Moving Beyond Self-Pity in Life With Chronic Illness
There are not many things stronger than the bond many of us in the chronic illness community have with each other. Everyone deals with different conditions in different situations, but there are many resources available. The thing is, you have to want to help yourself.
Self-pity is the Achilles heel of chronic illness. It will never help you to accomplish anything. I had the opportunity recently to talk to an acquaintance I have known for a while. She had found out several years ago that she had an autoimmune disease. I had no idea she was sick, as I was extremely ill at that point in time. However, the news excited me. A fellow Spoonie!
I was ready to answer any questions she had, give her any resources and in general just be there for her. I wanted to be that person I wish someone else could have been to me a couple of years into my chronic illness journey. However, I was met with a huge heaping pile of self-pity and despair.
What is self-pity? Dictionary.com describes it as “pity for oneself, especially a self-indulgent attitude concerning one’s own difficulties and hardships.” Now, it is very normal and expected to grieve the loss of your former self. I think it would be weird not to. The problem arises when people fall into that aforementioned cycle of self-pity. Self-pity prohibits you from desiring to make any progress, because it has you thinking that nothing in life is fair and the world is conspiring against you. Chronic illness is definitely not fair, but you have to keep on moving. Living in self-pity is going to keep you stuck in one place, unable to grow or change.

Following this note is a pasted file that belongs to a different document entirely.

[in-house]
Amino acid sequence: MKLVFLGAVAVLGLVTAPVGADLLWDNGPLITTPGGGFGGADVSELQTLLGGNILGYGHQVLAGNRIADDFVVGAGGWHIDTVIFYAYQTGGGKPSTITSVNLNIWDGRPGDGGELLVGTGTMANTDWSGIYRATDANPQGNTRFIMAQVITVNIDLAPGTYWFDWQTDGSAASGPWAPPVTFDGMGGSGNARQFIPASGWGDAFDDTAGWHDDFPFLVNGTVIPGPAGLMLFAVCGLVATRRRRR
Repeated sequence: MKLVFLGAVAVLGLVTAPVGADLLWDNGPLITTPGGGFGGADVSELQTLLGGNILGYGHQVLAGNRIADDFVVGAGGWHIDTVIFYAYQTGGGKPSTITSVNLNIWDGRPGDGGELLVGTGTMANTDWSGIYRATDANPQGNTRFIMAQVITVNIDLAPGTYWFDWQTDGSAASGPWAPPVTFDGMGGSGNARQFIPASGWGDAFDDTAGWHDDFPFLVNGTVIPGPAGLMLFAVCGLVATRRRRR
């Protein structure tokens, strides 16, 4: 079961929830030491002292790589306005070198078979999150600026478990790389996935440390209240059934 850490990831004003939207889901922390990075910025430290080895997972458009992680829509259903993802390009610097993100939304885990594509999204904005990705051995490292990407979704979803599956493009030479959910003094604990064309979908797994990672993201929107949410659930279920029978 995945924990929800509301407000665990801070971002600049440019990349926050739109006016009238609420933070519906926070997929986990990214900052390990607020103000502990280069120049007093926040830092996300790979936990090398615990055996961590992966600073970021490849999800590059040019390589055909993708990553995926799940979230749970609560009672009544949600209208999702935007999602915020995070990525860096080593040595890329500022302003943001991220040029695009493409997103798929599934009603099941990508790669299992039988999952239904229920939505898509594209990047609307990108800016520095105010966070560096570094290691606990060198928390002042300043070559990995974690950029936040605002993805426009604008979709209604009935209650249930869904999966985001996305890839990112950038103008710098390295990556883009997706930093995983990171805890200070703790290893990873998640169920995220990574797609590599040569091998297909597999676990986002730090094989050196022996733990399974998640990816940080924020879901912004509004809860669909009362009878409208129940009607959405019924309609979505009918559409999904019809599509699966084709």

Chronic illness is an uphill battle. Nothing is ever steady. Flares come when you have tried your hardest to prevent them. They come when you have laid in bed all day. The mental health impact can be devastating in itself. However, we cannot just stop.
If I choose to stop in my journey and focus on how bad it is, I will never get to enjoy the little things. I will never notice the way my perennials smell after they bloom each year, or how happy I am when my friends go out of their way to do something for me. If I pity myself, I will never get to live.
The hardest part of this situation for me to witness was the seclusion she had put herself in. As a chronic illness warrior who has been fighting for eight years, I know what that feels like. I also know how important it is to talk to people about it, in person and online — but she did not want to open up or even receive some moral support. I wanted to help and it hurt that I couldn’t. What are the chances of meeting another person going through similar things? Slim to none. I feel for her, because the chances of something like that happening again in person are rare.
This experience drives me all the harder. It fuels the fire I have to help out others like me and continue to spread awareness for all these different conditions. I may have lost the opportunity to help this one person, but I may have made an impact as well. That’s the thing about choosing to spread awareness. Maybe it wasn’t her time yet to truly grow and move forward, but I choose to believe that the fact that I reached out helped, however small the impact.